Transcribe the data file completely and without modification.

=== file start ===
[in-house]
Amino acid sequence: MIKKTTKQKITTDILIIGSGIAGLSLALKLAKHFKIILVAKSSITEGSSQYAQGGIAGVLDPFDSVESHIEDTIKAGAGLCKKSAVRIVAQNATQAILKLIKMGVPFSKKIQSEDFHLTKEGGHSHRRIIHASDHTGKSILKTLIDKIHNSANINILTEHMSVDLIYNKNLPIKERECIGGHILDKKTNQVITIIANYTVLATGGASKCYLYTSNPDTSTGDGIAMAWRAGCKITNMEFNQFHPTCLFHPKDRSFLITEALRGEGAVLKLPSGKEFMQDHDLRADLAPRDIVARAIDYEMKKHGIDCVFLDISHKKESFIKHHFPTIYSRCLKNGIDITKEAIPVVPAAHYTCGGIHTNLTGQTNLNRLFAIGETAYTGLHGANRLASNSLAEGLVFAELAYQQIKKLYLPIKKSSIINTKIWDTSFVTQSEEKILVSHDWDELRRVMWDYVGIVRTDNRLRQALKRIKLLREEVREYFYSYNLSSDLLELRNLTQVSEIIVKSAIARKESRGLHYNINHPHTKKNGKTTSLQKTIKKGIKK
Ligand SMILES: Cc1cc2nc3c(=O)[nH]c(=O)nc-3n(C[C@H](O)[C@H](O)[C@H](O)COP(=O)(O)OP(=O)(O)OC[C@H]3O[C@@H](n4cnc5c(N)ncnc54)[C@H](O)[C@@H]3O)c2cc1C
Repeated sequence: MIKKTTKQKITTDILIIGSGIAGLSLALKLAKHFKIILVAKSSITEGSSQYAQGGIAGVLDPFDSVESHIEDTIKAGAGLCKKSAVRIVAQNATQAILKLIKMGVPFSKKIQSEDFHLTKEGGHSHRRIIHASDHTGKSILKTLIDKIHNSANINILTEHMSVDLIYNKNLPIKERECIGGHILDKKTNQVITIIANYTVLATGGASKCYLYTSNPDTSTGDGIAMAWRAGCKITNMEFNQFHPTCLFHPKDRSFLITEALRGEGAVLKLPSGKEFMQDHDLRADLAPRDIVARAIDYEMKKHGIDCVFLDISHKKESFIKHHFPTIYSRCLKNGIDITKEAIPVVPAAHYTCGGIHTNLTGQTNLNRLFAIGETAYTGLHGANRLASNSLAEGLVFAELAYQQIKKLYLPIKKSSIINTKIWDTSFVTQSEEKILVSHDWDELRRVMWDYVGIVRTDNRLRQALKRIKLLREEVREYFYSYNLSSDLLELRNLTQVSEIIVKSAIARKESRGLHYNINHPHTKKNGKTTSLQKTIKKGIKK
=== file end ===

[in-house]
Amino acid sequence: MIKKTTKQKITTDILIIGSGIAGLSLALKLAKHFKIILVAKSSITEGSSQYAQGGIAGVLDPFDSVESHIEDTIKAGAGLCKKSAVRIVAQNATQAILKLIKMGVPFSKKIQSEDFHLTKEGGHSHRRIIHASDHTGKSILKTLIDKIHNSANINILTEHMSVDLIYNKNLPIKERECIGGHILDKKTNQVITIIANYTVLATGGASKCYLYTSNPDTSTGDGIAMAWRAGCKITNMEFNQFHPTCLFHPKDRSFLITEALRGEGAVLKLPSGKEFMQDHDLRADLAPRDIVARAIDYEMKKHGIDCVFLDISHKKESFIKHHFPTIYSRCLKNGIDITKEAIPVVPAAHYTCGGIHTNLTGQTNLNRLFAIGETAYTGLHGANRLASNSLAEGLVFAELAYQQIKKLYLPIKKSSIINTKIWDTSFVTQSEEKILVSHDWDELRRVMWDYVGIVRTDNRLRQALKRIKLLREEVREYFYSYNLSSDLLELRNLTQVSEIIVKSAIARKESRGLHYNINHPHTKKNGKTTSLQKTIKKGIKK
Ligand SMILES: Cc1cc2nc3c(=O)[nH]c(=O)nc-3n(C[C@H](O)[C@H](O)[C@H](O)COP(=O)(O)OP(=O)(O)OC[C@H]3O[C@@H](n4cnc5c(N)ncnc54)[C@H](O)[C@@H]3O)c2cc1C
Repeated sequence: MIKKTTKQKITTDILIIGSGIAGLSLALKLAKHFKIILVAKSSITEGSSQYAQGGIAGVLDPFDSVESHIEDTIKAGAGLCKKSAVRIVAQNATQAILKLIKMGVPFSKKIQSEDFHLTKEGGHSHRRIIHASDHTGKSILKTLIDKIHNSANINILTEHMSVDLIYNKNLPIKERECIGGHILDKKTNQVITIIANYTVLATGGASKCYLYTSNPDTSTGDGIAMAWRAGCKITNMEFNQFHPTCLFHPKDRSFLITEALRGEGAVLKLPSGKEFMQDHDLRADLAPRDIVARAIDYEMKKHGIDCVFLDISHKKESFIKHHFPTIYSRCLKNGIDITKEAIPVVPAAHYTCGGIHTNLTGQTNLNRLFAIGETAYTGLHGANRLASNSLAEGLVFAELAYQQIKKLYLPIKKSSIINTKIWDTSFVTQSEEKILVSHDWDELRRVMWDYVGIVRTDNRLRQALKRIKLLREEVREYFYSYNLSSDLLELRNLTQVSEIIVKSAIARKESRGLHYNINHPHTKKNGKTTSLQKTIKKGIKK